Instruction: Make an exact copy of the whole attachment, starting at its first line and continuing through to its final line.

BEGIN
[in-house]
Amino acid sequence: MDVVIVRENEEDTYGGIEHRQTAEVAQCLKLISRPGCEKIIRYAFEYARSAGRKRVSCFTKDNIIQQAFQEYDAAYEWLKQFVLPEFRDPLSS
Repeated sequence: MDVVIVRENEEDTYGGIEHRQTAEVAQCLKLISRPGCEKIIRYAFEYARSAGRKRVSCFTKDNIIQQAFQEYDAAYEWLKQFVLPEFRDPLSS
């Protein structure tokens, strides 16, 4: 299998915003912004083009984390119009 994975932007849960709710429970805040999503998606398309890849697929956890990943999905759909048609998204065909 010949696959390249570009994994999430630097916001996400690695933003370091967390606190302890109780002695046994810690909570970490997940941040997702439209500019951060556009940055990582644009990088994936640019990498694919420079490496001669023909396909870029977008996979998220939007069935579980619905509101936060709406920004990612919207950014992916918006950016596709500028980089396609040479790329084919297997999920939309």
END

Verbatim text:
[in-house]
Amino acid sequence: MDVVIVRENEEDTYGGIEHRQTAEVAQCLKLISRPGCEKIIRYAFEYARSAGRKRVSCFTKDNIIQQAFQEYDAAYEWLKQFVLPEFRDPLSS
Repeated sequence: MDVVIVRENEEDTYGGIEHRQTAEVAQCLKLISRPGCEKIIRYAFEYARSAGRKRVSCFTKDNIIQQAFQEYDAAYEWLKQFVLPEFRDPLSS
């Protein structure tokens, strides 16, 4: 299998915003912004083009984390119009 994975932007849960709710429970805040999503998606398309890849697929956890990943999905759909048609998204065909 010949696959390249570009994994999430630097916001996400690695933003370091967390606190302890109780002695046994810690909570970490997940941040997702439209500019951060556009940055990582644009990088994936640019990498694919420079490496001669023909396909870029977008996979998220939007069935579980619905509101936060709406920004990612919207950014992916918006950016596709500028980089396609040479790329084919297997999920939309």